A booming market
Pablo PICASSO’s ceramics represent one of his densest markets. Long neglected in favor of paintings, drawings and even prints, nowadays, it has emerged as a particularly interesting market segment. Picasso's ceramic work is a strange combination of painting, sculpture and object reinterpretation. The segment is particularly attractive if we bear in mind that a large number of his ceramic creations can still be acquired for under $3,000 (like his lithographs).
Picasso and ceramics
Picasso first tried his hand at ceramics at the Madoura Pottery in Vallauris on July 26, 1946 after meeting its owners George and Suzanne Ramié. Fascinated by the malleability of clay, the artist began an intense exploration of the material, creating some 2,000 pieces between mid-1947 and autumn 1948. Over the following two decades (until 1971), his pace of production was much more moderate, but he ultimately left behind some 4,000 ceramic pieces. Offered at much more accessible prices, Picasso wanted his works to integrate everyday life and the majority are functional pieces. The contract established with the Madoura pottery included the creation of a number of series and some 633 models were produced in limited editions of 25 to 500 copies. Plates, wine jugs, vases ... Picasso toyed with all kinds of shapes and styles and used a variety of tools and techniques, in a very “no limits” spirit. He spent a lot of time decorating plates and dishes with his favorite themes including bullfighting, women and birds. He also took ceramics into new territory and created highly personal shapes, sculptures in fact, emancipated from any practical logic.
Demand and rising prices
Some of Picasso’s unique sculptural ceramic pieces had reached fairly high prices by the end of the 90s. In 1989 a Chouette en colère (1953, terracotta, measuring 30 cm) fetched a surprising $239,000 at Sotheby’s New York. Indeed several results over $100,000 were recorded in the 90s, however over the last 10 years, prices have been particularly dynamic, including for pieces produced in several copies. In fact, Picasso’s ceramics have come to be regarded as a specific market niche, a niche that Christie’s dedicates specialized sales to each year, and with an impressive success rate. One such sale, Picasso Ceramics: The Madoura Collection, in June 2012 (no less than 543 lots offered, including a number of lithographs, photographs, etc.) quadrupled its estimate with a final total of $12.58 million (including fees) and a 100% sold rate! The following year, Christie’s sold the famous glazed vase Grand vase aux femmes voilées for over $1.1 million including fees (June 25, 2012 in London). In June 2013, another copy of Grand vase aux femmes voilées fetched $1.5 million including fees, adding $400,000 to the work’s value in just one year ... Created in 1950 in Vallauris, Grand vase was produced in a limited edition of 25 and is considered one of Picasso’s most outstanding achievements. It has held the artist’s ceramics auction record for the last two years. Artprice has observed a distinct acceleration of the high-end art market in recent months. Indeed, more than half of the total number of results above $500,000 for Picasso ceramics date from 2014 to 2015 (5 out of 9 results recorded up to 1 May 2015).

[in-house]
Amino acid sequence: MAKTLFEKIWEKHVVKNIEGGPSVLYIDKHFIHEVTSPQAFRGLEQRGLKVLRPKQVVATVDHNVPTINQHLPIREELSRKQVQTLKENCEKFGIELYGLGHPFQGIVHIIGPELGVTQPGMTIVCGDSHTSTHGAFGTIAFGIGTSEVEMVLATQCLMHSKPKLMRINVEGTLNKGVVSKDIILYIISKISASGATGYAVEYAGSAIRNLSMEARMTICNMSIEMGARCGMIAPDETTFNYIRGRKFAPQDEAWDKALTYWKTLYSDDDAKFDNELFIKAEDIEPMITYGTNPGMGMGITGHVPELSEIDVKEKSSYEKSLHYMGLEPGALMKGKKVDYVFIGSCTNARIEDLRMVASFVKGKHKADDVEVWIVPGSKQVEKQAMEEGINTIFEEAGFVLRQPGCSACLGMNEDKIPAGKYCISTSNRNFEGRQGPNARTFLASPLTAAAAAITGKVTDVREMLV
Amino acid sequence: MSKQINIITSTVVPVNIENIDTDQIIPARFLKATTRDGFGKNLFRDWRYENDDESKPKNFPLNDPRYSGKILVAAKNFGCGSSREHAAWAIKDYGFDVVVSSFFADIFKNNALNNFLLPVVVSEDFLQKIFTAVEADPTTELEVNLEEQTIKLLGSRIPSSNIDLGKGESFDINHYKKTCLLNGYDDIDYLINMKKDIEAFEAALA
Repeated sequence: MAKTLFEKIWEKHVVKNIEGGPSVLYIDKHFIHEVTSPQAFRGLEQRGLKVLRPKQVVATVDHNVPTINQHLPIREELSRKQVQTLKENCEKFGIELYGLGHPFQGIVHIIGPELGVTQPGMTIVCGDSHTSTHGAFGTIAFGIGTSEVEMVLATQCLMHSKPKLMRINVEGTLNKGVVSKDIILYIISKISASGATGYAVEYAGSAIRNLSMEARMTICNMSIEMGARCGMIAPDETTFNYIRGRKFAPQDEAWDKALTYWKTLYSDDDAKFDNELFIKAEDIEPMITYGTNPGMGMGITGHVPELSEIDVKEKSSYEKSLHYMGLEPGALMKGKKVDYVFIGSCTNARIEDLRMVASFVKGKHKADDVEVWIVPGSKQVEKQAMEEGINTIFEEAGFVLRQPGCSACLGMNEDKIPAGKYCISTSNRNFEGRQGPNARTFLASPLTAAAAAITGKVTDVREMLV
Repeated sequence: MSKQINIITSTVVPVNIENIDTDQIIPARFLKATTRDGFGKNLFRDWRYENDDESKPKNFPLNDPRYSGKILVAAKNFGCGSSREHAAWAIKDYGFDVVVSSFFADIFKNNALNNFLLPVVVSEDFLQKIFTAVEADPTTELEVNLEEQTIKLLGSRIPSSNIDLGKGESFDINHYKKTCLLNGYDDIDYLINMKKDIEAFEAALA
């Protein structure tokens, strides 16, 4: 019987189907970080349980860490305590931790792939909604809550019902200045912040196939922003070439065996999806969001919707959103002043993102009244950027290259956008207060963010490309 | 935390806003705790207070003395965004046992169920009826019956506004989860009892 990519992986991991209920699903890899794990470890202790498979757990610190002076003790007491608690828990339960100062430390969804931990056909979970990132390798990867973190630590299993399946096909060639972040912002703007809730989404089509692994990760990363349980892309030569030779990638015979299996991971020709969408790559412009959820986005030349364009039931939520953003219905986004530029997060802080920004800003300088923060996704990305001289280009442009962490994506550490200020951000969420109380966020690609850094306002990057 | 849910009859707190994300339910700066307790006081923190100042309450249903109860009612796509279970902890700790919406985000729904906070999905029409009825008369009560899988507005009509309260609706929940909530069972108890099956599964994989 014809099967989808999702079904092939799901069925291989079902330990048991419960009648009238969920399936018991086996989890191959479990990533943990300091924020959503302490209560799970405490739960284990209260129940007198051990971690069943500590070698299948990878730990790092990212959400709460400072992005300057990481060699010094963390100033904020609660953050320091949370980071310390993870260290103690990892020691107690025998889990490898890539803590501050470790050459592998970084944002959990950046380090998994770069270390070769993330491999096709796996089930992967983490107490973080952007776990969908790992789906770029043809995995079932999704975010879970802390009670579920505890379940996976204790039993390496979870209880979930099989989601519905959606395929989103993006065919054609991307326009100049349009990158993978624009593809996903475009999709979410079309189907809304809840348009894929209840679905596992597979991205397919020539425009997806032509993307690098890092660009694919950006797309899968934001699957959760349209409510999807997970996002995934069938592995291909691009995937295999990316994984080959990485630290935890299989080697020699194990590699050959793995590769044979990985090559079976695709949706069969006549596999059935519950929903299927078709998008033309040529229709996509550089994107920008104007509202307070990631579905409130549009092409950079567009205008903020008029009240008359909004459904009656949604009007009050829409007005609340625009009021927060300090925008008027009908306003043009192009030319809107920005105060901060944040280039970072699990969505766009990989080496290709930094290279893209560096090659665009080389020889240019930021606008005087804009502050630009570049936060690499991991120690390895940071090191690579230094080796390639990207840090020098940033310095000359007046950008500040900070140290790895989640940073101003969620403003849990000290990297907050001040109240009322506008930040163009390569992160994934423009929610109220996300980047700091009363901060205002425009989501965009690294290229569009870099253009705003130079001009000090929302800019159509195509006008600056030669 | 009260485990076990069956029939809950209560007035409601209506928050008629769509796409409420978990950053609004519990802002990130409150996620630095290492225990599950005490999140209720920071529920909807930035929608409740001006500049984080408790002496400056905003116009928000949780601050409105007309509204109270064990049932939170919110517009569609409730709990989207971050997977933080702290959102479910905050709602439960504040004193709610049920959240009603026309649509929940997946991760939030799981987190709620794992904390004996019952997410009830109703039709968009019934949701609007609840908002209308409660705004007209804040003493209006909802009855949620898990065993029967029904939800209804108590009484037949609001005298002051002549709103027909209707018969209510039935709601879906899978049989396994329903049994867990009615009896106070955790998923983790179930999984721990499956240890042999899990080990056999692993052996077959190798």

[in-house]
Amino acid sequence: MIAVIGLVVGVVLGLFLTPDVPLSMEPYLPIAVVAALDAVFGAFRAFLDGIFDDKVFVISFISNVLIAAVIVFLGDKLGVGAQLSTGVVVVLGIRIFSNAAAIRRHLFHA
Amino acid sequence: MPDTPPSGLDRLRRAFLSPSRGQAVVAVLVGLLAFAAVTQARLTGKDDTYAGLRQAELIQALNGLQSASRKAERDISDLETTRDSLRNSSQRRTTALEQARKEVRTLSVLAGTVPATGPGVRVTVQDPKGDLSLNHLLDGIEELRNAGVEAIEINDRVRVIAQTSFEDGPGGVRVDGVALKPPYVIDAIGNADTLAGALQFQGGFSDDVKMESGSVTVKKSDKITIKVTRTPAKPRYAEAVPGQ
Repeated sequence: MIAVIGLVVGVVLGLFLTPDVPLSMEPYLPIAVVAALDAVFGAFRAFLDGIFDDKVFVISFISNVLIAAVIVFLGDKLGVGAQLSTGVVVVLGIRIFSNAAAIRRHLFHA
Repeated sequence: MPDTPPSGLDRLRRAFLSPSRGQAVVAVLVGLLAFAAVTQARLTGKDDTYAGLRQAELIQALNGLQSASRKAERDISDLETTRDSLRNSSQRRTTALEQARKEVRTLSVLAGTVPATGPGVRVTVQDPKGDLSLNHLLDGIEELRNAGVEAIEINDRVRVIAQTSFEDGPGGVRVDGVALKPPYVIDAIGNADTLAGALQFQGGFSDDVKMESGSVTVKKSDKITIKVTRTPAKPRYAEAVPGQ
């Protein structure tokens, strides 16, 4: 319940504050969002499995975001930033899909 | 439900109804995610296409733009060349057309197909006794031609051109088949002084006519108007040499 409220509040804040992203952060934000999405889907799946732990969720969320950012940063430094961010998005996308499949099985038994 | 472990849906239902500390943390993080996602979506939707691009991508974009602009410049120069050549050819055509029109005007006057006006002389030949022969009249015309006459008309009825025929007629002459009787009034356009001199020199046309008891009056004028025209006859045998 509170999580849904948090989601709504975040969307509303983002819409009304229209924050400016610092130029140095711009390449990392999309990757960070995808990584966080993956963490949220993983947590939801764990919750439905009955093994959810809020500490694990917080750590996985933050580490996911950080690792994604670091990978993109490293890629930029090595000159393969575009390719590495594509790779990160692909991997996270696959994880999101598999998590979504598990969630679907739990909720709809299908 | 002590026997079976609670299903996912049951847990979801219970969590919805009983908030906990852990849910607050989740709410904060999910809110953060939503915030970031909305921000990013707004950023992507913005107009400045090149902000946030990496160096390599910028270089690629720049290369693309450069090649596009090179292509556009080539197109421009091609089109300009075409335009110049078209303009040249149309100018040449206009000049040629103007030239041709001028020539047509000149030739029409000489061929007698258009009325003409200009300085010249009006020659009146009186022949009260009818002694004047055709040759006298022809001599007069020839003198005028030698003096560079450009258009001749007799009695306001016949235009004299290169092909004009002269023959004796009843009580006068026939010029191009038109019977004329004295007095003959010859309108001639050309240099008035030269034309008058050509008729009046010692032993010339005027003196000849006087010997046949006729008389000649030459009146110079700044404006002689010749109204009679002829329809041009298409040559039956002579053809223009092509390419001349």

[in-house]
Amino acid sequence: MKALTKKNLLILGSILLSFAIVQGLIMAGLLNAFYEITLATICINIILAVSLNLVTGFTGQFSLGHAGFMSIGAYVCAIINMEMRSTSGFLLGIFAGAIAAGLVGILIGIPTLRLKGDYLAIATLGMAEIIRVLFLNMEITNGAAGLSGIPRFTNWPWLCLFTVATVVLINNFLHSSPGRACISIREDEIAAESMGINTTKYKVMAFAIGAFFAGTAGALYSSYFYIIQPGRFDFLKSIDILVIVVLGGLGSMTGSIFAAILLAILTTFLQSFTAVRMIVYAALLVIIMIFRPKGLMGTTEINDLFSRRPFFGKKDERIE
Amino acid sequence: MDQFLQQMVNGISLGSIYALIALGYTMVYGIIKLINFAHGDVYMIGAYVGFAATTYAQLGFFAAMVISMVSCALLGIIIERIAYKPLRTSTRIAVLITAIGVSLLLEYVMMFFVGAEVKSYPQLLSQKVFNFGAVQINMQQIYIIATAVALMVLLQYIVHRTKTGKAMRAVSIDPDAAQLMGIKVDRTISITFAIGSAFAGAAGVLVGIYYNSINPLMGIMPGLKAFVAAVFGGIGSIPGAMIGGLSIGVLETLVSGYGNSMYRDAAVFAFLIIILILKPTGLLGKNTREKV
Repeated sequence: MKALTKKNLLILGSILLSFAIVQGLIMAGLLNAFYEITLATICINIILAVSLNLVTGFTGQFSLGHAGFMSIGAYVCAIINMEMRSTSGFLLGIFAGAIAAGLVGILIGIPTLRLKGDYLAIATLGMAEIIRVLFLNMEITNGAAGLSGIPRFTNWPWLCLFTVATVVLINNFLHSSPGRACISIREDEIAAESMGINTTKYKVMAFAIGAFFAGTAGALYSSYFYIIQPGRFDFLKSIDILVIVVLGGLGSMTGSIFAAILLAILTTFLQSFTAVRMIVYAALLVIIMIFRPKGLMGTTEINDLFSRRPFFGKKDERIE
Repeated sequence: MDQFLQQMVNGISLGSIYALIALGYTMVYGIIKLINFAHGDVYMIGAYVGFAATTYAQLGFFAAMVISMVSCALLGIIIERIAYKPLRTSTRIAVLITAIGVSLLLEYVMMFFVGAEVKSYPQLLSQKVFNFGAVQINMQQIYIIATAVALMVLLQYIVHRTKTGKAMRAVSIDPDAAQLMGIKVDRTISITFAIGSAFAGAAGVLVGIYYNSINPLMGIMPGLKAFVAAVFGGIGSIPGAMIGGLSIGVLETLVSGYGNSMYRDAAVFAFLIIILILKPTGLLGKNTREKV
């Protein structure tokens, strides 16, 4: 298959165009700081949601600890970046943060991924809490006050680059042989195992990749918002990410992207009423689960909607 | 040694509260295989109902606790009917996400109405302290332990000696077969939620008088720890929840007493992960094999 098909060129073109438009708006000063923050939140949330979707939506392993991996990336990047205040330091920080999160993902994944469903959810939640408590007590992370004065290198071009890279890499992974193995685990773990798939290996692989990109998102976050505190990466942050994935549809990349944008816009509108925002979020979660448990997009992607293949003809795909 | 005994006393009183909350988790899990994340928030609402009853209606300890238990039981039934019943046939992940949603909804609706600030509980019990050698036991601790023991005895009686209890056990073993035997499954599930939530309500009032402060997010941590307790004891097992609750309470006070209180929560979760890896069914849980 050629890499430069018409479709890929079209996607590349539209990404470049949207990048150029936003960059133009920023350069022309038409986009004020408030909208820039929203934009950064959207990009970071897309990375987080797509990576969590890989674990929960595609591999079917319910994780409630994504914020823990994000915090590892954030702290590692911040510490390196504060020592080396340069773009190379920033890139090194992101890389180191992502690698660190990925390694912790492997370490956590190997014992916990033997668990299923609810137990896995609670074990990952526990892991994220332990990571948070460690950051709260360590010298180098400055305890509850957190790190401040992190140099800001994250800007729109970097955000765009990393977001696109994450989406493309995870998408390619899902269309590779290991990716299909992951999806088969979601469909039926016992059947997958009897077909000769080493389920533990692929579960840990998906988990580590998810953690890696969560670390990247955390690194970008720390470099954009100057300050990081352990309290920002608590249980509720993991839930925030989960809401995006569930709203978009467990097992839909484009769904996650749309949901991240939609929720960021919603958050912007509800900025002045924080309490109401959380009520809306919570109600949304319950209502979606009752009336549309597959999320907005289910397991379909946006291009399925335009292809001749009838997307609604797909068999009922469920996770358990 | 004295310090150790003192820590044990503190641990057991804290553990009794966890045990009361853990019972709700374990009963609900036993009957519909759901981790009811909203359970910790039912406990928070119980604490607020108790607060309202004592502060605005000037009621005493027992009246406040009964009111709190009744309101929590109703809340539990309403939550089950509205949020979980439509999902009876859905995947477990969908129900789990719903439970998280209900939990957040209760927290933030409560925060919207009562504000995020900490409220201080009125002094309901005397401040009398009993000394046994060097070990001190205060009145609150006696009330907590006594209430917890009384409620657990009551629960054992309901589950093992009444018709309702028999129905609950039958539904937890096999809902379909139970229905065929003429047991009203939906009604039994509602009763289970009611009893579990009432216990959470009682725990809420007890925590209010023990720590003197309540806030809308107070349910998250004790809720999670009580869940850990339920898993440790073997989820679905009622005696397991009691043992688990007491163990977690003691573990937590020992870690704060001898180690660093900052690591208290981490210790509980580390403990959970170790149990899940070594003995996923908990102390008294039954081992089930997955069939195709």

Affordable works at less than $3,000
Nevertheless, a large segment of Picasso’s ceramics market changes hands for prices under $3,000. His bowls, often referred to as ashtrays, decorated with bullfighting scenes (usually picador and bull), owls and birds, are rapidly growing in value. A few years ago, they sold for under $1,000. Around 2003, the estimates for these small pieces – each edition of which is limited to 500 copies – had to be revised because results were doubling, sometimes tripling, the forecasts. Today some ashtrays fetch over $3,000. The best results for these works come from Hong Kong, which is not so surprising considering the central importance of ceramics in Asian art. “The fire art” garners as much respect in Asia as the graphic arts. Moreover, the ease with which Picasso captured the essence of a bird in just a couple of simple brush strokes is very much in line with Chinese traditional drawing. In 2013, the Hong Kong operator, Est-Ouest Auctions Co., sold an “ashtray” decorated with a bird on a branch for more than $16,000, blithely multiplying its estimate by a factor of over ten (May 26, 2013). That level of enthusiasm is undeniably linked to the place of sale, but also to the rarity of that type of work in Asia. In fact, Picasso ceramics were first introduced to the Hong Kong auction market in 2014. In the West, a bird on a branch “ashtray” is still worth between $1,500 and $3,000 on average.